A more recent manpower survey revealed that several counties have only one resident physician, other areas none at all. Five regions of the area qualify as “critical health manpower shortage areas” (physician to population ratio exceeding 1 to 4,000) and are served by federally employed National Health Service Corps doctors and nurses. Several counties in the Triangle have only one dentist, and in rural areas mental health clinics (where they exist) are pitifully understaffed.
With health manpower both inadequate and maldistributed, with clinics, hospitals and doctors’ offices failing to plug the gaps in the health care “system” of south Texas, many unfortunate people fall between the cracks, like the bed-ridden elderly couple in McMullen County, the Zapata County child with rotting teeth, the ailing farmworker in Starr County.
“No Place for Orthopedic Surgery”
In the country around Freer, Brown has been the first and last hope for medical care — unlimited and unrestricted. He has spent five days and nights, “with time out only to shave,” caring for a critically ill heart patient. He and his staff have treated the fourteen victims, many severely injured, of a two-car collision outside Freer.
He has seen the government close the blood bank in Freer; he has stood by helplessly as his hospital staff unpacked the one pint of “reserve” blood from Corpus Christi; and more than once he has watched Freer’s volunteer ambulance drivers carry away bleeding patients he knew would die on the road. And throughout it all, Arly Brown is most frustrated “when you see an individual who has a significant problem and who needs a particular type of care that you just can’t provide.”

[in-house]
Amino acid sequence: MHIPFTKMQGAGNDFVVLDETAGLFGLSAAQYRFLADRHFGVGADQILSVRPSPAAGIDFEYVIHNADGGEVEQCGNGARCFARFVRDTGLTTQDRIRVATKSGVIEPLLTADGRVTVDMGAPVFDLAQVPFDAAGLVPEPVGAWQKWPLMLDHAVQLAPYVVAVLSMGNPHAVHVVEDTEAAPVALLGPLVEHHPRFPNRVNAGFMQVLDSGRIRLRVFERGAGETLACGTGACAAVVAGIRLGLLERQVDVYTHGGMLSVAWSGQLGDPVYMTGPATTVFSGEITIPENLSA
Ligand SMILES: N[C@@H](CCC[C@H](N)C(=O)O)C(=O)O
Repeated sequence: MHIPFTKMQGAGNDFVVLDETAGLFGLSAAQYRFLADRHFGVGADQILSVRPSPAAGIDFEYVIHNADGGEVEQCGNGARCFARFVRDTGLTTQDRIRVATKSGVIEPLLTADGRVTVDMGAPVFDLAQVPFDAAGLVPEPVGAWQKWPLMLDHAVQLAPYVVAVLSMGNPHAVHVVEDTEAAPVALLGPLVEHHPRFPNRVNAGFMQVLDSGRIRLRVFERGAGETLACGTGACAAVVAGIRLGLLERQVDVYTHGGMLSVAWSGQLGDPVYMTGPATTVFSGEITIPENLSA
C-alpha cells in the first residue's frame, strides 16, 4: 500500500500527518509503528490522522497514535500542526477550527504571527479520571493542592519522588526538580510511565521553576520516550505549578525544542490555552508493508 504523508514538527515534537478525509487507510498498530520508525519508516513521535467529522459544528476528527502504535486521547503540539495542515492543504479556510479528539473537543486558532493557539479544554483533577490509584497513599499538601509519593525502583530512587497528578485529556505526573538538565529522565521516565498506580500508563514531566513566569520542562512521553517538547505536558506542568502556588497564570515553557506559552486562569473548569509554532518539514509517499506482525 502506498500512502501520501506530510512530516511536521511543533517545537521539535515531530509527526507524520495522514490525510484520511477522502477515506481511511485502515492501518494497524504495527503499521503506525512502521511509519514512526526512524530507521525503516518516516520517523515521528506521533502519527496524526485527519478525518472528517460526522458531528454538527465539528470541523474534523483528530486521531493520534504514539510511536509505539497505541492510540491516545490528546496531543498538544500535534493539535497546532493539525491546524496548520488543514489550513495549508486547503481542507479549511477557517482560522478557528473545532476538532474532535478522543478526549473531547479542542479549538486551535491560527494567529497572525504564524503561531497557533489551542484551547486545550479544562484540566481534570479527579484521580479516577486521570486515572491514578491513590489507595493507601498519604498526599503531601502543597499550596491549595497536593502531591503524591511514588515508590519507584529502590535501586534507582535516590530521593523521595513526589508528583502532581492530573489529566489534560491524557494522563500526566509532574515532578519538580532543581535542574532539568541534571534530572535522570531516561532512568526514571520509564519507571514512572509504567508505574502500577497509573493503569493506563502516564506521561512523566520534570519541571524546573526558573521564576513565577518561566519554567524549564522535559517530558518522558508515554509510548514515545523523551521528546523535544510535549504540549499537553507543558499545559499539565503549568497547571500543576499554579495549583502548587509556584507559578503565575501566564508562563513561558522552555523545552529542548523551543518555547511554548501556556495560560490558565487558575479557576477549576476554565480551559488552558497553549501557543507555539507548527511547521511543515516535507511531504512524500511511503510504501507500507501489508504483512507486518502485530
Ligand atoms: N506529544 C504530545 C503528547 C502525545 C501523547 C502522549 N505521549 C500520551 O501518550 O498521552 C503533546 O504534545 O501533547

Sitting at his desk, beneath his diploma from the University of Texas medical school (issued “back when if you weren’t studying to be a neuropathologist, something was considered wrong with you”), Brown isn’t stingy with his thoughts on the practice of rural medicine.
“If you want to get rich as a doctor, a small, rural area is not the place to come to, because you’re not going to do it. A considerable amount of your work is charity (Brown estimates his at thirty-five percent), and you don’t have a charity hospital to send them to if they can’t pay. That’s just another problem in getting doctors to come to the country.”
For Freer’s country doctor there is no barter for medical care, though there are occasional gifts of venison, pickles and honey.
And although there is no place for orthopedic surgery, Brown’s first love, there is always the call to special duty: the pregnant horses, the snakebit dogs and humans and the injured deer.
“I’ve been told I’m a crazy idiot for staying around here by any number of my colleagues. I get it all the time, and I just tell them I’m not smart enough to leave,” he said, walking through the stillness of his hospital.
As for his colleagues, the doctor takes issue with those who “feel they cannot practice medicine short of being around a medical center.
“They have to stay right around the ivory tower and they feel it is the only place adequate medicine can be practiced. But I think they are badly disillusioned and making a bad assumption.”